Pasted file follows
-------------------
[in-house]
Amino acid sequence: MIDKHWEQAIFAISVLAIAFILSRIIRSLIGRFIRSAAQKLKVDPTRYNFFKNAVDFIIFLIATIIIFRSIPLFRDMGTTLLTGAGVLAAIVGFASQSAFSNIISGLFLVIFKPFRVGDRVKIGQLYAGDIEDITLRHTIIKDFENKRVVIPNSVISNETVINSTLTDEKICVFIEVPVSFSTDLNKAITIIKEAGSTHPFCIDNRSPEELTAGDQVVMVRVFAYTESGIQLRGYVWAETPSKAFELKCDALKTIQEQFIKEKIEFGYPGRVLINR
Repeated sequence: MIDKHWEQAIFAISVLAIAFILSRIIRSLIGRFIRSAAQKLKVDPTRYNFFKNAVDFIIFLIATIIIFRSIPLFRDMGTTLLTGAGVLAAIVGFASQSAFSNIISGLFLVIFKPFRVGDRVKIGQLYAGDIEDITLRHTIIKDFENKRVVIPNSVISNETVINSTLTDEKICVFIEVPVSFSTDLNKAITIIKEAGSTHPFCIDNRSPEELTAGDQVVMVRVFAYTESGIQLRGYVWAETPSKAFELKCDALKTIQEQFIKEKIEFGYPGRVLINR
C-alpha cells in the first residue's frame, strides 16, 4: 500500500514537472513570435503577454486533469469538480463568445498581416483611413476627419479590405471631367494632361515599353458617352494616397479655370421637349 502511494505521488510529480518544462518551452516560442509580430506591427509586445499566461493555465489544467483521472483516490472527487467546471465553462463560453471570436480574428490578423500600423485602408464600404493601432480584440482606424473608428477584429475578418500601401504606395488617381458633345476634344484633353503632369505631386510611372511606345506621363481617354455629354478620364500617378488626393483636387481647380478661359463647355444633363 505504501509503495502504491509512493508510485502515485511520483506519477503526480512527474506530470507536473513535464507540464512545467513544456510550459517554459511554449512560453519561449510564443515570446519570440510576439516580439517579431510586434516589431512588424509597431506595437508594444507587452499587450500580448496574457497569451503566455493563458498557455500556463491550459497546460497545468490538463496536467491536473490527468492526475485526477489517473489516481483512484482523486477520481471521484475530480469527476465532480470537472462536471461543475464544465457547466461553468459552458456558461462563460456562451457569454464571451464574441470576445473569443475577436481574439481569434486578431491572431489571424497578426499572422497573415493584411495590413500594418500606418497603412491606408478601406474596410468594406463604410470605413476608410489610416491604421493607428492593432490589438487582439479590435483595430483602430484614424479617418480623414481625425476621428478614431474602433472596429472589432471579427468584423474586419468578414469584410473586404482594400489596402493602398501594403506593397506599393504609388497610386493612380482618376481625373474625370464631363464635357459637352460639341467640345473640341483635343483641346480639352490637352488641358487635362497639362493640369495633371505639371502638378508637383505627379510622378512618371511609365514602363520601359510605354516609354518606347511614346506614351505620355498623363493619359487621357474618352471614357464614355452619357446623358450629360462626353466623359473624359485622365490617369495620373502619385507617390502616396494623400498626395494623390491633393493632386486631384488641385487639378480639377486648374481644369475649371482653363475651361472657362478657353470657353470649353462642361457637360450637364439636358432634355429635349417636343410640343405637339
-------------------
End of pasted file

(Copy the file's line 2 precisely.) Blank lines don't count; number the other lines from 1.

Amino acid sequence: MIDKHWEQAIFAISVLAIAFILSRIIRSLIGRFIRSAAQKLKVDPTRYNFFKNAVDFIIFLIATIIIFRSIPLFRDMGTTLLTGAGVLAAIVGFASQSAFSNIISGLFLVIFKPFRVGDRVKIGQLYAGDIEDITLRHTIIKDFENKRVVIPNSVISNETVINSTLTDEKICVFIEVPVSFSTDLNKAITIIKEAGSTHPFCIDNRSPEELTAGDQVVMVRVFAYTESGIQLRGYVWAETPSKAFELKCDALKTIQEQFIKEKIEFGYPGRVLINR